HouseWorks CEO: Investing in Senior Housing Relationships Yields Huge Referral Dividends

Home care providers and senior living operators don’t always see eye to eye.

When the two do come together, however, there are plenty of benefits for both parties. Massachusetts-based HouseWorks is the perfect example of that.

Led by founder and CEO Andrea Cohen, home-based care provider HouseWorks currently works with roughly 50 senior living communities in the Boston area. The PE-backed HouseWorks now gets about half of its clients from those communities.

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Senior living partnerships are just one of the reasons HouseWorks stands out as an innovative provider. In addition to its core home care services, HouseWorks also runs a growing home-modification businesses, where its team of handymen help clients install grab bars, relocate bedrooms, widen doorways and more.

Home Health Care News recently connected with Cohen, a former home health aide, to learn more about the HouseWorks model. During the conversation, the CEO also touched on her company’s plans for 2020, which will likely include two or three acquisitions.

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Highlights of HHCN’s conversation with Cohen are below, edited for length and clarity.

HHCN: HouseWorks has been around for about 20 years. How did you get into the senior care space in the first place? And why focus on the home?

Cohen: Growing up, I had parents who were older. And they constantly reminded me they were older. I think that’s what helped me gravitate toward taking care of older people. When I went to college, I knew I wanted to help people. When I graduated, instead of going to graduate school, I became a home health aide.

That helped me understand that I wanted to do more direct work, instead of policy or macro-level work. I eventually did go to graduate school at Boston College. My first job out of graduate school was at a not-for-profit organization that helps seniors stay at home. I loved it. Around that time, my parents became sick. They lived in New Jersey, and I lived in Boston, so it was a difficult time. Nothing really went right. I felt like, “This is my background. I’m doing this. I know every resource that’s out there.” And it was possible that I was still unprepared. My parents died when I was 33, within six months of each other. I think that was my pivotal moment when I became determined to help get [senior care] right.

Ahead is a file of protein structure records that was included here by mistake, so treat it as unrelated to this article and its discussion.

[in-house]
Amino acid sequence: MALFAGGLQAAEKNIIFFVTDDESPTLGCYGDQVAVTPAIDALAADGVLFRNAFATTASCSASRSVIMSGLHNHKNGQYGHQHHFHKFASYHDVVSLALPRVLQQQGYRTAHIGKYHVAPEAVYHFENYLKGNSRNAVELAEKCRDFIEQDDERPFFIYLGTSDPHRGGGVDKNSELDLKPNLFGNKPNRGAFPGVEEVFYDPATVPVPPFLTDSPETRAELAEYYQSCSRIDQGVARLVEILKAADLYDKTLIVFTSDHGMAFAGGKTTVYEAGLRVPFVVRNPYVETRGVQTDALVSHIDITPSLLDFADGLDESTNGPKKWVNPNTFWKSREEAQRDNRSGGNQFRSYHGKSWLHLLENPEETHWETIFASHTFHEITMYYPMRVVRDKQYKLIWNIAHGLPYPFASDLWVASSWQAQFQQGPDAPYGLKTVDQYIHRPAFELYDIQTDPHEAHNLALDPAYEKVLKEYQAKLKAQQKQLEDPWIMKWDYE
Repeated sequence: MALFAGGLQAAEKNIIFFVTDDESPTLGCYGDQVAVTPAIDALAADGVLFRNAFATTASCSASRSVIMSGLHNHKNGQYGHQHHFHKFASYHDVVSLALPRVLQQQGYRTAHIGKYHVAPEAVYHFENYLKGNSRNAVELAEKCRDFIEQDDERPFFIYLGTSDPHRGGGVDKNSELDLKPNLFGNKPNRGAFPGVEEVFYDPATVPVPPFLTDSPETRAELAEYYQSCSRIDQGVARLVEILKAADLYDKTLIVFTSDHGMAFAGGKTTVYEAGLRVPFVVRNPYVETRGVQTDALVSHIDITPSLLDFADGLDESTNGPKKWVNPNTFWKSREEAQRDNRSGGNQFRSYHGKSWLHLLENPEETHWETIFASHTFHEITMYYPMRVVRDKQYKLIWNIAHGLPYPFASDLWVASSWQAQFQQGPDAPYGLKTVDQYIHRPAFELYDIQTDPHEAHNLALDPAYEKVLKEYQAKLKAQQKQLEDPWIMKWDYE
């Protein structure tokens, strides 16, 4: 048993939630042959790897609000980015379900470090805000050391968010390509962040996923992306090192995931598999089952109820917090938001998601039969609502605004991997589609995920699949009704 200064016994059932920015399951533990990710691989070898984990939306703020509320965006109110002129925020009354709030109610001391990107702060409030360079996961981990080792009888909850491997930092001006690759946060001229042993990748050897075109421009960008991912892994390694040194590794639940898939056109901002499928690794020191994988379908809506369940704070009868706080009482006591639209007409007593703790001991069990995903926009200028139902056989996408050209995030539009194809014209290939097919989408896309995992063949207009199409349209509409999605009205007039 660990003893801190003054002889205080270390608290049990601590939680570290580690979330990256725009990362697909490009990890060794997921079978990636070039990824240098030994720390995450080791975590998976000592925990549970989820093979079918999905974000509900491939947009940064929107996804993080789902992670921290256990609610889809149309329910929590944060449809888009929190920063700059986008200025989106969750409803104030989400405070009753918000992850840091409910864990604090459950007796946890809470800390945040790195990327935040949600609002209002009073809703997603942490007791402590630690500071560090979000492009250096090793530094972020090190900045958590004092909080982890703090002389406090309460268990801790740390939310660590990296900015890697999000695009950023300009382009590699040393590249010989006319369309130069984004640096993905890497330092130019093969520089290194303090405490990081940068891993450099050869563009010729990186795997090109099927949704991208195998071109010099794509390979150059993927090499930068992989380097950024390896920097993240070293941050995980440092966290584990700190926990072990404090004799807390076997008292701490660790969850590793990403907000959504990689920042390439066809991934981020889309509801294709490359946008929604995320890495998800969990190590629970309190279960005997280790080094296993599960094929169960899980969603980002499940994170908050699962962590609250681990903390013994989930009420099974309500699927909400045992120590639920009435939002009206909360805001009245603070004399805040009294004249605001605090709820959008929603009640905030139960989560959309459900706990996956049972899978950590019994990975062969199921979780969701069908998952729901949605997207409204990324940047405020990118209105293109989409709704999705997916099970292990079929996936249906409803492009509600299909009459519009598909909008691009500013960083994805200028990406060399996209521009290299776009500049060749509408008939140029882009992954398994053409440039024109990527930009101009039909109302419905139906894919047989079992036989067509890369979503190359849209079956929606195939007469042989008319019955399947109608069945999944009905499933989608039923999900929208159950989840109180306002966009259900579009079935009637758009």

I saw how there were just so many gaps in care. I hired home health aides who didn’t show up. I called the doctor, then I’d get off in tears. There was no one to guide me, to help me order the chaos. I knew that this could be done better. Ultimately, it’s that experience that drove me to build my business.

I didn’t know you worked as a home health aide. That must give you valuable insight as a CEO.

Yeah. Honestly, I have a picture of me with my first client. I remember what it was like, as if it were yesterday. It’s really helpful. I teach and mentor as much as I can. I feel strongly that people can’t effectively run a business unless they get inside the heads of their customers and their clients. That’s where you’ll learn so much. I remember how much that first client of mine looked forward to me coming over, and how that client’s daughter just wanted to sit with me and have a cup of coffee because she felt isolated and alone.

For our listeners who aren’t familiar with HouseWorks, can you give us a quick overview of your company?

Building it has been fun. My original partner and I co-founded the company in 1999. His background was in nursing homes, assisted living, transitional care units, skilled nursing facilities (SNFs) and that kind of thing. Back then, we instinctively knew that the home was where people wanted to be. We’ve been in Greater Boston for that entire time. In the past two years, we expanded into Philadelphia, then we just acquired a company that covers New Hampshire and southern Maine for approximately $20 million in revenue.

We’re growing. We have about 600 caregivers in all three of our markets. Operating in Boston helped us grow into one of the largest single-site private home care companies in the country. That means we do have a lot of revenue out of one location. In 2019 alone, we delivered about a half-a-million hours of care into the home, out of Boston. We have about 200 clients per week. And we provide care to pretty complex clients.

About 50% of our clients receive around-the-clock care, whether that’s with a live-in [aide] or on an hourly basis. Those clients stay with us for a long time. The average length of stay with us is about 26 months. Our core services include personal care, companionship, home safety and fall prevention. We have a dementia care specialty. We do home transition services. And we’re 100% self-pay. We do accept long-term care insurance. We have no Medicaid. We don’t do any Medicaid work at all.